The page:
Spirit of Dartmoor
PUBLISHED: 15:23 01 August 2016
Local barley and Dartmoor spring water are to be transformed into Devon’s first malt whisky, writes Liz Parks
Conjure up an image of Dartmoor and you’ll probably think of ponies, tors, mists and bogs. Now, two Devon businessmen are hoping that you’ll soon think of whisky too.
The Dartmoor Whisky Distillery is the brainchild of Greg Millar and Simon Crow, who both live on the edge of the moor, just outside Bovey Tracey.
They have been working for the last two years on a project that will soon see production start on a high-end brand of single malt whisky, as well as turning Bovey Tracey’s 150-year-old town hall building into an up-market visitor centre, bar and bistro.
Using barley grown on the moor and malted at Tuckers Maltings, in Newton Abbot, as well as Dartmoor spring water, Greg and Simon plan to create a drink that becomes synonymous with the moor. “I love Devon and I love the moor. It’s the wildness of it. It’s always changing. It’s beautiful whether it’s sunny or rainy,” says Greg.
The pair’s venture in whisky distilling seems, on the face of it, an unlikely departure for both. Greg started out in business as a specialist plasterer and now owns a successful gutter clearance firm, while Simon runs the Edgemoor Hotel, between Bovey Tracey and Haytor.
The idea of making whisky first arose when Greg went on a whisky-making holiday in Scotland six years ago. “I went on a course at Bruichladdich, Islay. I spent a lot of money to get up at 4am every day to make whisky. I fell in love with the idea of it. Ever since then I’ve been thinking of it,” he reveals.
When he returned to Devon and told Simon about the idea, the two decided to give it a go. And after several years of planning and working to convert Bovey Tracey’s Victorian town hall into what will be Devon’s first whisky distillery, the business is now beginning to take shape.
Greg and Simon have bought a 1,400 litre still from Cognac, in France, which will form the centrepiece of tours of the distillery, which is expected to attract around 30,000 visitors a year when it is up-and-running. The whisky will be stored in wooden barrels and will be matured for at least three years.
From a business perspective, this poses a fairly major problem. How do you make money when you have nothing to sell for the first few years? To address this, Greg and Simon will also be making Dartmoor Gin and a range of Dartmoor Liquers because these take much less time to be produced. This means that when the visitor centre opens, later this year, there will be a range of drinks for people to taste and buy. There will also be courses for those who want to learn how to make whisky, and merchandise including glasses and T-shirts will soon be available online from dartmoorwhiskydistillery.co.uk.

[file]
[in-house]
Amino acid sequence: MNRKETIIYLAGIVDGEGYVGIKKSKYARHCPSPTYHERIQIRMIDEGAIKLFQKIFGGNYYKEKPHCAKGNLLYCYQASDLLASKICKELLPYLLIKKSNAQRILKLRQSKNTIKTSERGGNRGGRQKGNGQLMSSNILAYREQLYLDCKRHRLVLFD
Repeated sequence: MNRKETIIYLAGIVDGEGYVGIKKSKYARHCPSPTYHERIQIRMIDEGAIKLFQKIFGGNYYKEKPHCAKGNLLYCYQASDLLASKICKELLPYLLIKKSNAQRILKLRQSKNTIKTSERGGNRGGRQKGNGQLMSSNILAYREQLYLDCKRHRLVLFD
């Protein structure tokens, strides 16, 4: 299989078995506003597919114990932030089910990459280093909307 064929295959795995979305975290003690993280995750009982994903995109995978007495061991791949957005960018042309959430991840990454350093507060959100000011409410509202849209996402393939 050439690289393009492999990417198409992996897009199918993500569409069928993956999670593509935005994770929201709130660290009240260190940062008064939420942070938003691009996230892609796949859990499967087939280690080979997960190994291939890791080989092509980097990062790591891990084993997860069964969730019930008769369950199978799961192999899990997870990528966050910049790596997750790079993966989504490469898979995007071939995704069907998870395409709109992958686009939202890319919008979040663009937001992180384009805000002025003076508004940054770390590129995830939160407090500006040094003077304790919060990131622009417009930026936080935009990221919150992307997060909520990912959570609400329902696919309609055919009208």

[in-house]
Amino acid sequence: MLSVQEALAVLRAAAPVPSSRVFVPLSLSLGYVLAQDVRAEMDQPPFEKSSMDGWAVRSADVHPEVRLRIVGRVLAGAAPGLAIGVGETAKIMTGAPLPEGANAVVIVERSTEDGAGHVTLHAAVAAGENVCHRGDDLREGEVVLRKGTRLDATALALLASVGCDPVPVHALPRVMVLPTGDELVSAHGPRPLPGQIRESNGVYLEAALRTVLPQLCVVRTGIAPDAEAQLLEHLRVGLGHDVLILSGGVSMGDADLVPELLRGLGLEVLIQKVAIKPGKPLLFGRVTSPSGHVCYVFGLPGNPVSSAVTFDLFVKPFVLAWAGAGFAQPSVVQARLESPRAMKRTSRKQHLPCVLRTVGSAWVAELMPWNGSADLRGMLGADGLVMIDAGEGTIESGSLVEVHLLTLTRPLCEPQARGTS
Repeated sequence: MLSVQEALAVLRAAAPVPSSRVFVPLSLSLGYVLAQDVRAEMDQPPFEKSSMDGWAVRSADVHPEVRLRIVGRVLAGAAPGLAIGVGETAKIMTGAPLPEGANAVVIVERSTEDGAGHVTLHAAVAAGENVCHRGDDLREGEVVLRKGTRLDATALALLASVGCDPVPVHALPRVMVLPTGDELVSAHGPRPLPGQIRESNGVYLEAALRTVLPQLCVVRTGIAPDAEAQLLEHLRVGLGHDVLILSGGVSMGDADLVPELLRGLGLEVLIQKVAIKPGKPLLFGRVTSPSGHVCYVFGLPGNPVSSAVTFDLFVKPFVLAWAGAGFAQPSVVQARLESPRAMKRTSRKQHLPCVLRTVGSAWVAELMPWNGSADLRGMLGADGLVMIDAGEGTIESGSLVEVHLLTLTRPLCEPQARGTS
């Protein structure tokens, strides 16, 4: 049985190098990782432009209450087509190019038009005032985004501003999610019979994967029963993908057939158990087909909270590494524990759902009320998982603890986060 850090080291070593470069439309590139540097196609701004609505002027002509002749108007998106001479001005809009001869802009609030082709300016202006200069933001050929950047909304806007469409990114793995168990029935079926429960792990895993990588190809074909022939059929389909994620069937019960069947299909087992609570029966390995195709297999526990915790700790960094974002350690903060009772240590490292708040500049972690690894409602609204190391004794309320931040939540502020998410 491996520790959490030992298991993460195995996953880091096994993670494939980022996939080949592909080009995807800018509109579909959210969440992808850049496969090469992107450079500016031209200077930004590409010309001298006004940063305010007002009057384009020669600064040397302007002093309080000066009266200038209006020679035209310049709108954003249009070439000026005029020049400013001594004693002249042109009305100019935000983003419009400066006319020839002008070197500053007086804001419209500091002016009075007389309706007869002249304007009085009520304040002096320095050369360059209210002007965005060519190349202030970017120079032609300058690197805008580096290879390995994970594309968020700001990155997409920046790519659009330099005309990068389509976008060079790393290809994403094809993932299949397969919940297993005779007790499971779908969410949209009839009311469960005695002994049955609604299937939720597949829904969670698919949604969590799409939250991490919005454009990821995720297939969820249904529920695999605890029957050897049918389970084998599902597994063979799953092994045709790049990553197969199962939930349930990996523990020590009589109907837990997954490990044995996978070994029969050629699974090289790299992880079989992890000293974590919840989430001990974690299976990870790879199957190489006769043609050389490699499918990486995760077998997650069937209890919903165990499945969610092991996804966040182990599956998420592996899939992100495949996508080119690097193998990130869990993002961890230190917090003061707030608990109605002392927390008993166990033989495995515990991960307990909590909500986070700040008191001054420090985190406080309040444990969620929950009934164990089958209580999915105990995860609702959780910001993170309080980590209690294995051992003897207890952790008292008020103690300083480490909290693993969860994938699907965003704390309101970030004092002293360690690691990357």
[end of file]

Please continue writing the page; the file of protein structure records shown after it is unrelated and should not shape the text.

When whisky production starts this summer, the Dartmoor Whisky Distillery will be making around 800 bottles a week, meaning that it will be a small scale, high end product.
Greg and Simon have already decided not to try and sell the whisky into supermarkets, choosing instead to focus on South West hotels, restaurants and foodie outlets – as well as through its visitor centre and website. The firm’s Facebook page already has more than 3,200 likes and Greg believes that the growing popularity of the spirit will help to boost sales.
“There are whisky clubs all over the world and it’s a drink that’s very popular with women. Something like 50 per cent of whisky drinkers are women,” he enthuses.
Having bought the town hall building, Greg and Simon have agreed a leaseback arrangement with Bovey Tracey Town Council which will see the council remaining in part of the ground floor for three years while they build a community hub that will eventually house council meetings as well as other town activities.
It is also hoped that having the visitor centre at the top end of Bovey Tracey will increase footfall to local businesses. “I hope it revitalises the shops with the visitors. Everyone should benefit from it,” adds Greg.
It’s a big project to take on but the pair are undaunted by the challenge.
“There haven’t been any sleepless nights - I think we feel in control of everything,” Greg smiles.
With Greg managing the building work and Simon focusing on managing the finances, the two directors – and friends – are proving to be a dream team. In time, the distillery is likely to become a family affair.
“It will be passed on through the generations – it’s a legacy thing. We’re determined to do it,” says Greg.